Each time, the news was declared as if a gong was being sounded: "Mazal tov - you have a new sister." That imaginary gong was struck every year until I was 10 years old. However, when my brother was born, I was still a baby and I guess nobody troubled to formally inform me about it.
In any case, one day, during an ordinary afternoon and without any prior warning, my father turned up in the yard where we used to play. His appearance, before sundown, was unusual; most of the time he was busy with his own affairs and did not have contact with his children. This time, however, he came over and reported the news of yet another birth dryly, standing by the carriage I was guarding, which as usual had two toddlers, my little sisters, inside. There was no happiness in his voice.
I did not comment and did not ask questions. I knew that life would go on as usual, just with a bigger load of laundry to fold and a new baby in the carriage. But it was still a heavy moment: The playing stopped at once, the other children disappeared and my father and I went silently back home, to the absence of my mother's usual dominant and enveloping presence.
As a child, I did not like to be trailed by my younger sisters wherever I went, or to put them to bed. This familial-communal life was not something I chose. It was not easy. But over time, irritating memories faded and were replaced by recollections of a childhood in a house packed with siblings and also girlfriends, and with talk and laughter that continued until dawn.
The refrigerator did not burst with food back then, but the clothes closet was full. Thanks to that pool of shared clothing, we were never short of something to wear. We managed almost without quarreling amidst the crowding and entanglement. We grew up in it until we emerged into the world.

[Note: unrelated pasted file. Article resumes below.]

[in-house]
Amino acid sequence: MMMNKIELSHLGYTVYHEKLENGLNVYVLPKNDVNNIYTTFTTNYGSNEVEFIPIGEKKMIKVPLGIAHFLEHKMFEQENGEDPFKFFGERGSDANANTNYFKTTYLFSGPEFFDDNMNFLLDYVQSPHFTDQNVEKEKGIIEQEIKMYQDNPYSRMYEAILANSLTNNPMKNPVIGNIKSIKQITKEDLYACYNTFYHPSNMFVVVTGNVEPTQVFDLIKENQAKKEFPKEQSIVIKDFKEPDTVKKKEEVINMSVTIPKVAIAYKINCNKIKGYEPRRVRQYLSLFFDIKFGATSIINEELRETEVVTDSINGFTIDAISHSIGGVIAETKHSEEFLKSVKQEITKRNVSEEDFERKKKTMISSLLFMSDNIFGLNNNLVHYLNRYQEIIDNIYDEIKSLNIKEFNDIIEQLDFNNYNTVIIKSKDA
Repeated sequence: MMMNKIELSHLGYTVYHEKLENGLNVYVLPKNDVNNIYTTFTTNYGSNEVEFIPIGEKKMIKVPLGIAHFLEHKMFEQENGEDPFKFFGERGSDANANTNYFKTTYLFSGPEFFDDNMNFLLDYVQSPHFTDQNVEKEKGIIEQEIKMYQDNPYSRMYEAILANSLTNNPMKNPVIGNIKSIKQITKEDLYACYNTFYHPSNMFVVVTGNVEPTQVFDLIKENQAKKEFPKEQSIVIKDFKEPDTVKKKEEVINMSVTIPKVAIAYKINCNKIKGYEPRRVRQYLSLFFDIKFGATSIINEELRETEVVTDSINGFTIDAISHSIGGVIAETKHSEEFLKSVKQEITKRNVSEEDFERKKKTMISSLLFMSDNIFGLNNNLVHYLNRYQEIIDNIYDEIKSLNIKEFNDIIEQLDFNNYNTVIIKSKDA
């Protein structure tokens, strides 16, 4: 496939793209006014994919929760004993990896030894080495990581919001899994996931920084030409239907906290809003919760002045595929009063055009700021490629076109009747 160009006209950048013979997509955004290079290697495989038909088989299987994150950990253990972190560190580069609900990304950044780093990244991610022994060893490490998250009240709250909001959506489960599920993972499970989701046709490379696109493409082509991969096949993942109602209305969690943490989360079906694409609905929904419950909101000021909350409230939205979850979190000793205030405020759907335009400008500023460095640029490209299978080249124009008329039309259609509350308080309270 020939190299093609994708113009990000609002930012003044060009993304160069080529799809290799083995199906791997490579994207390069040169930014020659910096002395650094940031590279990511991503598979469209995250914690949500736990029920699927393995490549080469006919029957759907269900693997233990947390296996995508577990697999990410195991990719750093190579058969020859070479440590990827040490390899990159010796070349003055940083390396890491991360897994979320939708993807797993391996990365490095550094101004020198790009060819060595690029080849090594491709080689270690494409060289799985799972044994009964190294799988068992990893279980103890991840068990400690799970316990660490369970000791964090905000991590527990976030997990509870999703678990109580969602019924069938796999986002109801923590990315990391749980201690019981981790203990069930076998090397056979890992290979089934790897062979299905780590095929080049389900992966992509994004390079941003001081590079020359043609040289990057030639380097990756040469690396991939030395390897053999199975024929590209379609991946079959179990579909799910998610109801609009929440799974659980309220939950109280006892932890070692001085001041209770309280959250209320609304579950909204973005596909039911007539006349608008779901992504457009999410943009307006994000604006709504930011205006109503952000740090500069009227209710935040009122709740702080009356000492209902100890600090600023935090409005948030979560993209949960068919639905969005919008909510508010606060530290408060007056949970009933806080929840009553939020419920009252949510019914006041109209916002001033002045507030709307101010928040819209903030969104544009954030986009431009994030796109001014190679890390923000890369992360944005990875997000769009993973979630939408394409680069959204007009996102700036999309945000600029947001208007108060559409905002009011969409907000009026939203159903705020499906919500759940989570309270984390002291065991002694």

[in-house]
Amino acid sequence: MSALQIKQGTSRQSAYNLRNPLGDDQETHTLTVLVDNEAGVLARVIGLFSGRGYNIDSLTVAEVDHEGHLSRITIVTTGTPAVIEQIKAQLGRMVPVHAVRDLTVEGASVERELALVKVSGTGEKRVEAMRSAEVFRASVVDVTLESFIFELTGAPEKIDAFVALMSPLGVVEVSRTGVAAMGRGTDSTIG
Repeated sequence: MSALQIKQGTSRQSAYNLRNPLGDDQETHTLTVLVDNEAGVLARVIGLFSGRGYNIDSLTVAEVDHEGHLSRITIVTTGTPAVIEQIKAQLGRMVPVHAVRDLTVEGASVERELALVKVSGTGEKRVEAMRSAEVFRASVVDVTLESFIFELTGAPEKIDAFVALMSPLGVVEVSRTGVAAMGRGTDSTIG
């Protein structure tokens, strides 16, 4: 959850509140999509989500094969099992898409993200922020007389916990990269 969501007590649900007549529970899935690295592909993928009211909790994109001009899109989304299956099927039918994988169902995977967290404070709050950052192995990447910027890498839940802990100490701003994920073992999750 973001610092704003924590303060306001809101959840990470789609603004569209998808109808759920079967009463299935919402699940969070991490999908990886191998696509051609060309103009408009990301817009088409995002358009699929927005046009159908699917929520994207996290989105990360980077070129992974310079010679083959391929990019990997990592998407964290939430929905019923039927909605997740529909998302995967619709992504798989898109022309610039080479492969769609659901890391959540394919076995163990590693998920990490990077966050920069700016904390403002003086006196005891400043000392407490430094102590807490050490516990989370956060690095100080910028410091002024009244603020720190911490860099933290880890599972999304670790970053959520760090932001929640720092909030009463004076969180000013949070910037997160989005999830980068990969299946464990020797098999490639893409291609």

My sisters and I did not follow in our mother's footsteps, as a matter of principle. Nor could we ever imagine giving birth to so many children. We left the ultra-Orthodox world and moved to another one, in which the rules concerning pregnancy and birth are different.
A few weeks ago a Haredi woman from Bnei Brak, a mother of nine, told me that her daughters, who are also strictly ultra-Orthodox, did not follow her example and have "only" six children each. She mentioned, with evident appreciation, that "they did not give birth naively, with a lack of understanding as I did, one after another." She added that, in conversations with young women her daughters' ages, she hears that "the pressure and the atmosphere that once existed in the home, where there was no individualism," made them decide to have "reasonably sized" families.
Such a backlash might explain, at least in part, the decreased number of children born to many Haredi women in recent years. And among such women, the time span for bearing children begins at about the age of 19, with marriage, and lasts until about 49, or when they are no longer fertile.
A study conducted by the Central Bureau of Statistics on fertility among Jewish and Muslim women, covering the years 1979-2009, noted interesting trends in Haredi society - among them, a drop from an average 7.6 births per woman some six to seven years ago to 6.5 births three years ago. It also showed that the peak age in terms of fertility is 30.